Druidism boasts its lack of institutionalized dogma. Each Druid is required only to adopt these Basic Tenets:
* One of the many ways in which the object of Man’s search for religious truth can be found is through Nature.
* Nature, being one of the primary concerns in Man’s life and struggle, and being one of the objects of Creation, is important to Man’s spiritual quests.
In Reformed Druidism, the natural world is personified as the Earth-Mother. The transcendent essence of the universe, working through the natural world, is called Be’al, from a word the ancient Celts applied to an abstract supreme being. The "object of Man’s search" is called "awareness."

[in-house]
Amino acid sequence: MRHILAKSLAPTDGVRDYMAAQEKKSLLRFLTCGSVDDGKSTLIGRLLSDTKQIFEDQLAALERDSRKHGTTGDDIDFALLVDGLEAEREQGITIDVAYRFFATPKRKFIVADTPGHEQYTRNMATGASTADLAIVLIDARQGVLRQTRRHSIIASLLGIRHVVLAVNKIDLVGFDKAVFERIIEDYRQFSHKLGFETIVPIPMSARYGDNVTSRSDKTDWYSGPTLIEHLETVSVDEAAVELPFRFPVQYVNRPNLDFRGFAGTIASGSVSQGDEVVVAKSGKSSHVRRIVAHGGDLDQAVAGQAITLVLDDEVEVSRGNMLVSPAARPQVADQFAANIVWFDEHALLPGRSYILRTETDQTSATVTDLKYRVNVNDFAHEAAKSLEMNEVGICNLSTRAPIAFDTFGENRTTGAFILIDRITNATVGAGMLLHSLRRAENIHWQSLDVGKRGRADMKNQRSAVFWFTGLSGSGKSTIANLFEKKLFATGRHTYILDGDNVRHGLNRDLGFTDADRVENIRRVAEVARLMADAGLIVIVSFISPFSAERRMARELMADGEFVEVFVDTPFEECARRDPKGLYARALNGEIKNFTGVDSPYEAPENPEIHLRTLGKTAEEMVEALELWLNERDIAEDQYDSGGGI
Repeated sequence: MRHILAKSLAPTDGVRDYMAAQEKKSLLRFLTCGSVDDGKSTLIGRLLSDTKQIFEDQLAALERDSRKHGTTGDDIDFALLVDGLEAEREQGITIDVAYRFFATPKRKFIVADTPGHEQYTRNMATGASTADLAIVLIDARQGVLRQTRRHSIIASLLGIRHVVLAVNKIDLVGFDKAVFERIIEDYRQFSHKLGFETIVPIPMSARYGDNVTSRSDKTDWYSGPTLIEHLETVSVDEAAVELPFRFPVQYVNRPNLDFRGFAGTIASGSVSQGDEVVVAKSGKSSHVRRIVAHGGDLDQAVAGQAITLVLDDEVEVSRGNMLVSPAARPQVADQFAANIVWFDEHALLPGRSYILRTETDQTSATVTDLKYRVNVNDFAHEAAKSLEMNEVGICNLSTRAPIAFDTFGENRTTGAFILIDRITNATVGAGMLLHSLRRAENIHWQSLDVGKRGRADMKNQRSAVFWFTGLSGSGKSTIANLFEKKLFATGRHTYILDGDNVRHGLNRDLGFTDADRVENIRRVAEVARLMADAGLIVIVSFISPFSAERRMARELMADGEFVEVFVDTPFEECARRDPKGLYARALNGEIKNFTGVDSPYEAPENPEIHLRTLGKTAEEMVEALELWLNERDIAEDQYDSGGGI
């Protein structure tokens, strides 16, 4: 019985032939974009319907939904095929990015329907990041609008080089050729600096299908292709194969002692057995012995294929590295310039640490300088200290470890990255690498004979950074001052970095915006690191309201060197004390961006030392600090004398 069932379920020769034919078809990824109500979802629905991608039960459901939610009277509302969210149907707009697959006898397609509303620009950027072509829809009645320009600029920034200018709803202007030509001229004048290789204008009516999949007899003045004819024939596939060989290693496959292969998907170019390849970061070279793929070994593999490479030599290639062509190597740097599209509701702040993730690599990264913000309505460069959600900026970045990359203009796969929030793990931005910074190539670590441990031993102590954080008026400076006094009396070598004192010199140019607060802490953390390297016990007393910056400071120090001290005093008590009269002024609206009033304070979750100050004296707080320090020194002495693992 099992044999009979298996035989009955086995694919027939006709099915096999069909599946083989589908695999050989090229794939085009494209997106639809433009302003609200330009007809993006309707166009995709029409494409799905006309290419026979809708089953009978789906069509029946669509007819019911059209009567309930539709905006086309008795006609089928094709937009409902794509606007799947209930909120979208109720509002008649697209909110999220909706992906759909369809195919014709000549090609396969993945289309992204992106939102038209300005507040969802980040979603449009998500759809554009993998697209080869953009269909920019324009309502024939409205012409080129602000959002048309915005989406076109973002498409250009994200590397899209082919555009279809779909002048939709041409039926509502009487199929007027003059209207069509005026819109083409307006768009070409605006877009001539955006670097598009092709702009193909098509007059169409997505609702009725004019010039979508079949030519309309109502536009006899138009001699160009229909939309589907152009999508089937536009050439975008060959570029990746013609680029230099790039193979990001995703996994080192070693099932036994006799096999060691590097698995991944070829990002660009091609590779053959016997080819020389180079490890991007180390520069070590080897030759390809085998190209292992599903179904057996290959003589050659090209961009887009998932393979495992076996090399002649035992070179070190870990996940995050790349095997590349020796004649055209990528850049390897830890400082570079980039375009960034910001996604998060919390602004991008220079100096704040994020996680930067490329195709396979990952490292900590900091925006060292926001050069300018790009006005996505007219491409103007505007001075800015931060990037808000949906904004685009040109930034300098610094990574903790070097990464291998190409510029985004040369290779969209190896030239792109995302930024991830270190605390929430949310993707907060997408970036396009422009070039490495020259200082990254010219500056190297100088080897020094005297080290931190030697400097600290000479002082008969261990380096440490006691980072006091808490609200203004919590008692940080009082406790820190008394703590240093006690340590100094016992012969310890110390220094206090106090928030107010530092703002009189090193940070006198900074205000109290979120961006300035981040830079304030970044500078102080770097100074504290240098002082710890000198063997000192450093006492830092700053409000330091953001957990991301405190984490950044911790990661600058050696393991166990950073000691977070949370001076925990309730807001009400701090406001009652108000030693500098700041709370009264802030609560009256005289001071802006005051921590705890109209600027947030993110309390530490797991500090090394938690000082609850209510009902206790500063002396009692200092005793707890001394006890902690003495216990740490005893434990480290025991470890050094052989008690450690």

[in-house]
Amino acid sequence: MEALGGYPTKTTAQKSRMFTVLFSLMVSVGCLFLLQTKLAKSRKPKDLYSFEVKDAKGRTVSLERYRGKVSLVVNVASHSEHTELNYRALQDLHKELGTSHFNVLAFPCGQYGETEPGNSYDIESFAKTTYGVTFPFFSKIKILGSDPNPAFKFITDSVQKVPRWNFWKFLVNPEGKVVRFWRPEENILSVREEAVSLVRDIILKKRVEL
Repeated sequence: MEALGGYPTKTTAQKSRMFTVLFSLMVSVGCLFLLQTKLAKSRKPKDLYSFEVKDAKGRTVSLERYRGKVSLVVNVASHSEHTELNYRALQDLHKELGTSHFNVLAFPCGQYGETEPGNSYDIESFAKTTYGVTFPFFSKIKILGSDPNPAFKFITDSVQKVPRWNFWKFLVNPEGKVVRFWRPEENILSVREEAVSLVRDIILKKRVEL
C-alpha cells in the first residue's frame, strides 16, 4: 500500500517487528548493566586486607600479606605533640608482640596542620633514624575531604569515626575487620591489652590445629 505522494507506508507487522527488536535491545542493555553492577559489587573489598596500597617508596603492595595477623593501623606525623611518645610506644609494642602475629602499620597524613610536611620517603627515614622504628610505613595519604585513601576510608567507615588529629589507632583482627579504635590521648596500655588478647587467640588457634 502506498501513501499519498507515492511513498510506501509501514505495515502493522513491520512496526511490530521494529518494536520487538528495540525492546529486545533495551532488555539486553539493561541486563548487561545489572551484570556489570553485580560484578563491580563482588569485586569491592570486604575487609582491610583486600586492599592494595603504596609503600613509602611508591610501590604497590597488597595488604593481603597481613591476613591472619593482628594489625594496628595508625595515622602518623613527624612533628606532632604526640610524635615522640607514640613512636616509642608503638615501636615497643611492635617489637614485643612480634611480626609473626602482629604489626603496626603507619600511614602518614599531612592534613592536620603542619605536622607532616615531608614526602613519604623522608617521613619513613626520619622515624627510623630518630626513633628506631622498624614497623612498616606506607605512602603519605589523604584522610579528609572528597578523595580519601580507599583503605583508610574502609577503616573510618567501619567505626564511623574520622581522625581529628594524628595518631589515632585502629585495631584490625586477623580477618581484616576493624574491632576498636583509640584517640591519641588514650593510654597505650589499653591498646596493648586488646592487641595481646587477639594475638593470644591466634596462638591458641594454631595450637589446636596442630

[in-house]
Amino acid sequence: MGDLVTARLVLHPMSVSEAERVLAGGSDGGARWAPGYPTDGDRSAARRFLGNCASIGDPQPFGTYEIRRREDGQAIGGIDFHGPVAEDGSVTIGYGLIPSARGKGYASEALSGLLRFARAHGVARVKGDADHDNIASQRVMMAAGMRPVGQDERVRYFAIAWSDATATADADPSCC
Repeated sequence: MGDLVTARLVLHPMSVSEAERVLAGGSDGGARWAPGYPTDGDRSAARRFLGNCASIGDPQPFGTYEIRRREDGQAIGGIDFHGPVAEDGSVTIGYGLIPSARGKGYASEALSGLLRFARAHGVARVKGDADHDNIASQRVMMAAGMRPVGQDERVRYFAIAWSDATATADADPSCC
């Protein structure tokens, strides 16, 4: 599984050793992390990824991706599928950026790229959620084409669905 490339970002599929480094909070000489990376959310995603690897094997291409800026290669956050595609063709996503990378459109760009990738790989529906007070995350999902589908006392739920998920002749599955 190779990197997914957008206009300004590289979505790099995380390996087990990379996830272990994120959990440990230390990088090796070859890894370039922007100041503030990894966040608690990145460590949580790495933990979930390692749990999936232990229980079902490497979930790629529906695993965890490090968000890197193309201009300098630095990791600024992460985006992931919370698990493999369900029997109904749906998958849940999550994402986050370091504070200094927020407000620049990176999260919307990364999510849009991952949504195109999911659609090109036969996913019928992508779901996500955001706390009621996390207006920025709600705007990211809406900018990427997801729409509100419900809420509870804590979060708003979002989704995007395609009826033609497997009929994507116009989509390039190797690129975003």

The original group were not Neo-Pagan; many would have called themselves Christian or Jewish, and the movement still includes many who do not consider themselves Neo-Pagan. But the principles and ritual were carefully designed not to exclude any particular religious persuasion. From the beginning it was emphasized that religion does not succeed through coercion: people must come to spiritual awareness through their own individual spiritual search. Toward that end the services in the early years frequently drew from many religious traditions, notably Hinduism, Taoism, and Zen Buddhism.
Thursday, July 30, 2009
Have taken an interest in the history of paganism, and found this interesting outline of druidism: